It was quite late when my master returned to spend the evening with his friends. I recognized his footsteps on the stairs and hurried to stand by the door to collect his belongings. His eyes looked at me without curiosity, they were obscured by a cloud of wine spirits. With parsimony, my master took off his cape, his Musketeer's uniform and his sword and put them in my hands. As usual, I hastened to hang clothes and his weapon in the pegs next to the door before following my master to the bedroom, where I had lit a candle as darkness fell.
As I knelt beside the bed to help him remove his muddy boots, I thought, not for the first time, that life in Paris was much more difficult than in the countryside. My master was taking off his doublet and I rushed to take and check the clothes, it was my responsibility to mend and keep clean his clothes. This time he had only drunk and not fought. His doublet just needed a brushing. My master snapped his fingers and signaled me that he would leave early, I nodded, understanding his intention. For years, I was forbidden to speak and signs were the the most common way to impart me his orders. I made a bow as he lay half-naked in bed, I had to let him sleep it off.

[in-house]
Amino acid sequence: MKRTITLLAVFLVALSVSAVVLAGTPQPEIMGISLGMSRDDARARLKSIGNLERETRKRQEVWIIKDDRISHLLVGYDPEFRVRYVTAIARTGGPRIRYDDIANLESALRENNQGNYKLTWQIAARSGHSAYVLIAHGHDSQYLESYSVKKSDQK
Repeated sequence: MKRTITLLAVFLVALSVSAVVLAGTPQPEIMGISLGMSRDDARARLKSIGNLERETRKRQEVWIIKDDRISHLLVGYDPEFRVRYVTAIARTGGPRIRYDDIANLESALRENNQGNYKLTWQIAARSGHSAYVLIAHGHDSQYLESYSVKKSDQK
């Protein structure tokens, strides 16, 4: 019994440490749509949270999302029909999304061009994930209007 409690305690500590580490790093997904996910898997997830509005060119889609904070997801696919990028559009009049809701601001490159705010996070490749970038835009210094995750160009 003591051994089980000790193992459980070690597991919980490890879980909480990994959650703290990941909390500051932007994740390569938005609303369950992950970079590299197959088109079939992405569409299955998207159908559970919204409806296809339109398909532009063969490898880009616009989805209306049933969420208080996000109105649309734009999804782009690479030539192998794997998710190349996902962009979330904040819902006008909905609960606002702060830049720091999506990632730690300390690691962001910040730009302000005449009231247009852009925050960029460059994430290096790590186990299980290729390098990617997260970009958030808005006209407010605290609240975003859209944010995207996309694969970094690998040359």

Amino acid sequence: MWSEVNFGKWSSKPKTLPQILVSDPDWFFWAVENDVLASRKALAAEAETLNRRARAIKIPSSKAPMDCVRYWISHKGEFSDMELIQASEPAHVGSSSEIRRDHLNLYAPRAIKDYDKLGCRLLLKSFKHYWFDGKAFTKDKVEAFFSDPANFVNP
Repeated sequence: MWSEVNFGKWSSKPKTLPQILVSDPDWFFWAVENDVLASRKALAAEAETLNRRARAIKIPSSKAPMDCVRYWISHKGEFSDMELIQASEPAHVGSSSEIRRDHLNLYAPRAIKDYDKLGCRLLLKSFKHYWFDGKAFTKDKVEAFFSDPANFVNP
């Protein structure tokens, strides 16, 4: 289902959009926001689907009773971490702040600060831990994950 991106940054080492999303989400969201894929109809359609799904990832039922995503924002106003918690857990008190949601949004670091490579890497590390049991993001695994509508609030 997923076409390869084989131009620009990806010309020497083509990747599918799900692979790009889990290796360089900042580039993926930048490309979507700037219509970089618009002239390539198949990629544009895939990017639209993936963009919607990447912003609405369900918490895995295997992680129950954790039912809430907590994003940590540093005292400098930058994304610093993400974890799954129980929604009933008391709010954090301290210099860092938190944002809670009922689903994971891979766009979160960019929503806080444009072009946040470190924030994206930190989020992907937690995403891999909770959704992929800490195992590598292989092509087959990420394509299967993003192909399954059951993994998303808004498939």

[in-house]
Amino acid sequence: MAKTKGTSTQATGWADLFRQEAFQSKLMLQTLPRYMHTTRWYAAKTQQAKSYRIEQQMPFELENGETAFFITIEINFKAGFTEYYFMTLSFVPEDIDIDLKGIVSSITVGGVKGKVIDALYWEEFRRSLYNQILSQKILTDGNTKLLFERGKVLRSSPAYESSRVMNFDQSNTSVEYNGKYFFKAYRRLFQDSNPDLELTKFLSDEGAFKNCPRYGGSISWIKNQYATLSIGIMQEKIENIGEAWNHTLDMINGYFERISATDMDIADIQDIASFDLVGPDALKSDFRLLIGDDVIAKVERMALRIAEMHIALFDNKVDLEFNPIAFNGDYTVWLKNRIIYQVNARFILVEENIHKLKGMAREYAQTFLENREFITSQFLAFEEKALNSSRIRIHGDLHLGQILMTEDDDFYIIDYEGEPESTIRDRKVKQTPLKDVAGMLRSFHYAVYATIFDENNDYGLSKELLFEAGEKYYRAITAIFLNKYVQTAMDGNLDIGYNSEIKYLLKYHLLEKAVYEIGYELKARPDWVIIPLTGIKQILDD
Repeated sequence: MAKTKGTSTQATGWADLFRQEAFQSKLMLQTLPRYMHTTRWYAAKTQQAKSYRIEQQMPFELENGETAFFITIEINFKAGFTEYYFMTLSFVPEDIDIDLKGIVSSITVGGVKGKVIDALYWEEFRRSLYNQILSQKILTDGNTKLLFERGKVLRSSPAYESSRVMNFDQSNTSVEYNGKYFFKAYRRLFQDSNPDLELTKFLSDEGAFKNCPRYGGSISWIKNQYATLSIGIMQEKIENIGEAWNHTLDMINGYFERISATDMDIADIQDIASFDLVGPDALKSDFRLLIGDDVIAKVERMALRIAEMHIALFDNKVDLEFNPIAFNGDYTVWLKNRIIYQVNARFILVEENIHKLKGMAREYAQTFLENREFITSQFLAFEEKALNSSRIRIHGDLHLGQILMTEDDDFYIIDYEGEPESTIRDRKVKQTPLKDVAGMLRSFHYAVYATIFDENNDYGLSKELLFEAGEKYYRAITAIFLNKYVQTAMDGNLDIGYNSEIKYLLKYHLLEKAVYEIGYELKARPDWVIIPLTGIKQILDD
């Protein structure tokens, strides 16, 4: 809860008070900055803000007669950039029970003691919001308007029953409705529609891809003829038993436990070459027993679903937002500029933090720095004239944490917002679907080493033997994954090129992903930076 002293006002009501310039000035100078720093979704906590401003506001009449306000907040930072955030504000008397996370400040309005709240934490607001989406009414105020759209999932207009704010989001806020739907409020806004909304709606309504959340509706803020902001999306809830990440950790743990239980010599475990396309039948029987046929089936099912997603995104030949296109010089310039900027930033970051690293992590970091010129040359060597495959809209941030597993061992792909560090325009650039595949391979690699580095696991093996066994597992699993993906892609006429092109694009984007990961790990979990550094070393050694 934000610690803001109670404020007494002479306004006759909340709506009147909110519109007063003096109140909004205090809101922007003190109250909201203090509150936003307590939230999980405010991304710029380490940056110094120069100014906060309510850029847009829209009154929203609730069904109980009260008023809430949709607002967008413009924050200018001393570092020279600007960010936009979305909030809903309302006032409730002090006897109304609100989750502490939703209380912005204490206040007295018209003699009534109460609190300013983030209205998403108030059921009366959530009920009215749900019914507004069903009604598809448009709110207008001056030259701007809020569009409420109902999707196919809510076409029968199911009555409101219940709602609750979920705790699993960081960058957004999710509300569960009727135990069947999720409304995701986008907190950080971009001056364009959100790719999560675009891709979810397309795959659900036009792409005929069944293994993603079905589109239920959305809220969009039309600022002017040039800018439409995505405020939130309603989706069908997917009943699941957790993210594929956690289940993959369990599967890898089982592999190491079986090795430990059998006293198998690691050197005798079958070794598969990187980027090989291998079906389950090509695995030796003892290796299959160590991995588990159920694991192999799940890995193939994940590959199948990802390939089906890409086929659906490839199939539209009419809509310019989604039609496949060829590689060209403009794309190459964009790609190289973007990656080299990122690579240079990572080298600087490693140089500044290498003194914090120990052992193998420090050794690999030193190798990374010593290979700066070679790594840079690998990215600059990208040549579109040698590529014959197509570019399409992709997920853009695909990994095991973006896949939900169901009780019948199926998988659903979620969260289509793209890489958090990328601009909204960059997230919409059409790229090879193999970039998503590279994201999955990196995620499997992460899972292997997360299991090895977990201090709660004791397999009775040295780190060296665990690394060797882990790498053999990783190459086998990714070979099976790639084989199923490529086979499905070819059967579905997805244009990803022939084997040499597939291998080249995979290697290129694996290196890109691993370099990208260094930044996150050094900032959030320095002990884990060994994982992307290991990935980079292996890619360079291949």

In the wee hours of the night, I was doing my work quietly, brushing his doublet, polishing his boots so that they would last a little longer. My master changed his shirt every other day, and I chose one to do it the next morning. Once finished my work, I took my cloak and wrapped myself in it to sleep by the fire. My master gave me the option of sleeping on the divan by the window, but the day was cold and wet. I would be more comfortable next to the fire.
While I was waiting for sleep to come, I thought how bad my master would feel going to fulfill his service with a hangover. I would have to put wine on the table for breakfast. Dog hair. That may not be enough, but I could not think what else to do, I had some sausage in the pantry, but I did not think it would make him some good.
I started to nod, but at that time I heard pigs squealing and goats bleating. I swore under my breath that we lived so close to a butcher.